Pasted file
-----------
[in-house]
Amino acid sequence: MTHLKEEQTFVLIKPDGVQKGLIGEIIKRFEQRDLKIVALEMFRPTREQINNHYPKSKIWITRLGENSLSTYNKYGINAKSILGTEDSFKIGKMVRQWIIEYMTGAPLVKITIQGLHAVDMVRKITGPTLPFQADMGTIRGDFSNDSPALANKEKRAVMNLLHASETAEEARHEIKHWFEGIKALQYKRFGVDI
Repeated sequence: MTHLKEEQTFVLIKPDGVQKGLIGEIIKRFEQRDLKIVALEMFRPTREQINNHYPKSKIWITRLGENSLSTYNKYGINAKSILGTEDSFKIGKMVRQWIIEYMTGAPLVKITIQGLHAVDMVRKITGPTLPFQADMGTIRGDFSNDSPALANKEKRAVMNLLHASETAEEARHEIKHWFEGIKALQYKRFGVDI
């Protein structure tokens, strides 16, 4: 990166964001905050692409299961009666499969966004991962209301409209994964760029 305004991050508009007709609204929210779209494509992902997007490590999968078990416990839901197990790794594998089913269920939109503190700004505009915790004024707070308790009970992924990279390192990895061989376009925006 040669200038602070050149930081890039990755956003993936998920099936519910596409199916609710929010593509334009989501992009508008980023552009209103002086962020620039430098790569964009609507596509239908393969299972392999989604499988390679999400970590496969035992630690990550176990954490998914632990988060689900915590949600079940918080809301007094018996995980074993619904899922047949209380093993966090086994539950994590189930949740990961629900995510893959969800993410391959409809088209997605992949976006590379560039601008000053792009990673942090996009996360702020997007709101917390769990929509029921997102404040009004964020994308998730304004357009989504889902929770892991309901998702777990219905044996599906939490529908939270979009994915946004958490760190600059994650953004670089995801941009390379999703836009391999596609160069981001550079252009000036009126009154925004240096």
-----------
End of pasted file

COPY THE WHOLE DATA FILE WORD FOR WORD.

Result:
[in-house]
Amino acid sequence: MTHLKEEQTFVLIKPDGVQKGLIGEIIKRFEQRDLKIVALEMFRPTREQINNHYPKSKIWITRLGENSLSTYNKYGINAKSILGTEDSFKIGKMVRQWIIEYMTGAPLVKITIQGLHAVDMVRKITGPTLPFQADMGTIRGDFSNDSPALANKEKRAVMNLLHASETAEEARHEIKHWFEGIKALQYKRFGVDI
Repeated sequence: MTHLKEEQTFVLIKPDGVQKGLIGEIIKRFEQRDLKIVALEMFRPTREQINNHYPKSKIWITRLGENSLSTYNKYGINAKSILGTEDSFKIGKMVRQWIIEYMTGAPLVKITIQGLHAVDMVRKITGPTLPFQADMGTIRGDFSNDSPALANKEKRAVMNLLHASETAEEARHEIKHWFEGIKALQYKRFGVDI
């Protein structure tokens, strides 16, 4: 990166964001905050692409299961009666499969966004991962209301409209994964760029 305004991050508009007709609204929210779209494509992902997007490590999968078990416990839901197990790794594998089913269920939109503190700004505009915790004024707070308790009970992924990279390192990895061989376009925006 040669200038602070050149930081890039990755956003993936998920099936519910596409199916609710929010593509334009989501992009508008980023552009209103002086962020620039430098790569964009609507596509239908393969299972392999989604499988390679999400970590496969035992630690990550176990954490998914632990988060689900915590949600079940918080809301007094018996995980074993619904899922047949209380093993966090086994539950994590189930949740990961629900995510893959969800993410391959409809088209997605992949976006590379560039601008000053792009990673942090996009996360702020997007709101917390769990929509029921997102404040009004964020994308998730304004357009989504889902929770892991309901998702777990219905044996599906939490529908939270979009994915946004958490760190600059994650953004670089995801941009390379999703836009391999596609160069981001550079252009000036009126009154925004240096």